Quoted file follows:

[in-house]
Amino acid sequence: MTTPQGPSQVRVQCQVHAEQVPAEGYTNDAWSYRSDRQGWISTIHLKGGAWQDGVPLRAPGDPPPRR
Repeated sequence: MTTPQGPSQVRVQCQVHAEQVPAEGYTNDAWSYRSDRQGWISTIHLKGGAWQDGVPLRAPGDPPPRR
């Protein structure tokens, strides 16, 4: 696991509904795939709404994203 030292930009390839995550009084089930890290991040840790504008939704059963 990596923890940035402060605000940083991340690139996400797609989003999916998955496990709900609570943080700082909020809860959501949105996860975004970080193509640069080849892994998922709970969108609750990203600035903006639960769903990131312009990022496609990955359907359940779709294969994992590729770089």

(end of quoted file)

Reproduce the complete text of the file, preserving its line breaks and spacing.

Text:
[in-house]
Amino acid sequence: MTTPQGPSQVRVQCQVHAEQVPAEGYTNDAWSYRSDRQGWISTIHLKGGAWQDGVPLRAPGDPPPRR
Repeated sequence: MTTPQGPSQVRVQCQVHAEQVPAEGYTNDAWSYRSDRQGWISTIHLKGGAWQDGVPLRAPGDPPPRR
């Protein structure tokens, strides 16, 4: 696991509904795939709404994203 030292930009390839995550009084089930890290991040840790504008939704059963 990596923890940035402060605000940083991340690139996400797609989003999916998955496990709900609570943080700082909020809860959501949105996860975004970080193509640069080849892994998922709970969108609750990203600035903006639960769903990131312009990022496609990955359907359940779709294969994992590729770089």